No data

0.000033a

15

POMK

chr8:42977932

p.Pro322Leu

c.965C>T

Damaging

Probably damaging

Disease causing

Tolerated

No data

0.000004a

chr8:42958827

p.Arg46Ter

c.136C>T

No data

No data

Disease causing

No data

No data

0.000180a

16

POMK

chr8:42977932

p.Pro322Leu

c.965C>T

Damaging

Probably damaging

Disease causing

Tolerated

No data

0.000004a

chr8:42958827

p.Arg46Ter

c.136C>T

No data

No data

Disease causing

No data

No data

0.000180a

17

POMT1

chr9:134381575

p.Pro66Leu

c.197C>T

Damaging

Probably damaging

Disease causing

Damaging

No data

0.000053a

chr9:134398412

p.Asp723GlyfsTer8

c.2167dupG

No data

No data

No data

No data

Pathogenic

0.000171a

18

POMT2

chr14:77753158

p.Arg421Trp

c.1261C>T

Damaging

Probably damaging

Disease causing

Damaging

Likely pathogenic

0.000024a

chr14:77762593

p.Thr344Pro

c.1030A>C

Damaging

Probably damaging

Disease causing

Damaging

Uncertain

0.000000a

19

POMT2

chr14:77746421

p.Leu577ProfsTer8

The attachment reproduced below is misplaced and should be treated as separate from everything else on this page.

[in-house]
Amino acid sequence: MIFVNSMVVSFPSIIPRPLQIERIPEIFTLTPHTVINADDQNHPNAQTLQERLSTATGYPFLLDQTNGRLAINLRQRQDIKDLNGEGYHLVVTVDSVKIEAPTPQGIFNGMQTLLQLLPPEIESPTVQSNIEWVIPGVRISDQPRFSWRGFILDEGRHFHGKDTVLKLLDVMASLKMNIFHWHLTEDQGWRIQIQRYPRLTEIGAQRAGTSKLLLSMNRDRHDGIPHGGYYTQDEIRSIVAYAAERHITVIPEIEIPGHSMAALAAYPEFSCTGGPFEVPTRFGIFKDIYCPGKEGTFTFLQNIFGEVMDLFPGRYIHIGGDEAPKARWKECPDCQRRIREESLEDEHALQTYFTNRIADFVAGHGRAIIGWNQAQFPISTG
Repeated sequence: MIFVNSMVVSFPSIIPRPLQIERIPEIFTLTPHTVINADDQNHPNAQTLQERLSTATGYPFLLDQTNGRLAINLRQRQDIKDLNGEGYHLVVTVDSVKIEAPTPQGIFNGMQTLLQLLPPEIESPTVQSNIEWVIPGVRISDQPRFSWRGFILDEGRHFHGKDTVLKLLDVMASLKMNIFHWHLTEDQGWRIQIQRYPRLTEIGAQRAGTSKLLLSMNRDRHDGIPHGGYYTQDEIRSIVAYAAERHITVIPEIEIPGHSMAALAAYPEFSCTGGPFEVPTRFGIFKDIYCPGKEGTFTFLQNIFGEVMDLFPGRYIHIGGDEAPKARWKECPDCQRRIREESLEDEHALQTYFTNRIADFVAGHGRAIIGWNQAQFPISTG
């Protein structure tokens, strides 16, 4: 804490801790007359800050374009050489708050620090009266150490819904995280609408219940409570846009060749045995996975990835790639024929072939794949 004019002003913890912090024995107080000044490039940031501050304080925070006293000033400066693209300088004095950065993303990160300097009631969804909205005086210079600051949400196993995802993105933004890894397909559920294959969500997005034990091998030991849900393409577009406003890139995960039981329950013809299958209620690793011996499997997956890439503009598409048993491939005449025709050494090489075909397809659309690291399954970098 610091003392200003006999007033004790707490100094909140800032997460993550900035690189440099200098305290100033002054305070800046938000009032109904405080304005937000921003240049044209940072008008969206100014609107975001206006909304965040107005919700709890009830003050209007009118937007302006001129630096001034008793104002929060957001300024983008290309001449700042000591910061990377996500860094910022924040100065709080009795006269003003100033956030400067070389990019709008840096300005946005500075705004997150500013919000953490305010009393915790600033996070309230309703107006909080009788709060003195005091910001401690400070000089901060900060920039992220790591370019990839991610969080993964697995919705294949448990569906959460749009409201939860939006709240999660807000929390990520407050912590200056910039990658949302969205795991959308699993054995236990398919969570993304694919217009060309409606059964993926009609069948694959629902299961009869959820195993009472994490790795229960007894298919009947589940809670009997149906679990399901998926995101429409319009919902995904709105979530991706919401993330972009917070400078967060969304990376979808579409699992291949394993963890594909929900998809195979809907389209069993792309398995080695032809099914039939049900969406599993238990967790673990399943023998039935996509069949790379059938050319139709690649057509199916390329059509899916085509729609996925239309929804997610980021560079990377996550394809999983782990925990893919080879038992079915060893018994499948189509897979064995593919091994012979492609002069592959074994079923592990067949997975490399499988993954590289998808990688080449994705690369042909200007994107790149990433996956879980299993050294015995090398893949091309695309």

c.1727dupG

No data

No data

No data

No data

No data

0.000032a

chr14:77753158

p.Arg421Trp

c.1261C>T

Damaging

Probably damaging

Disease causing

Damaging

Likely pathogenic

0.000024a

20

POMT2

chr14:77746421

p.Leu577ProfsTer8

c.1727dupG

No data

No data

No data

No data

No data

0.000032a

chr14:77753158

p.Arg421Trp

c.1261C>T

Damaging

Probably damaging

Disease causing

Damaging

Likely pathogenic

0.000024a

21

POMT2

chr14:77751373

p.Gln499Arg

c.1496A>G

Damaging

Probably damaging

Disease causing

Damaging

No data

0.000000a

chr14:77755120

p.Arg413Pro

c.1238G>C

Damaging

Probably damaging

Disease causing

Damaging

Pathogenic; uncertain

0.000028a

23

POMT2

chr14:77744748

p.Gly705GlufsTer31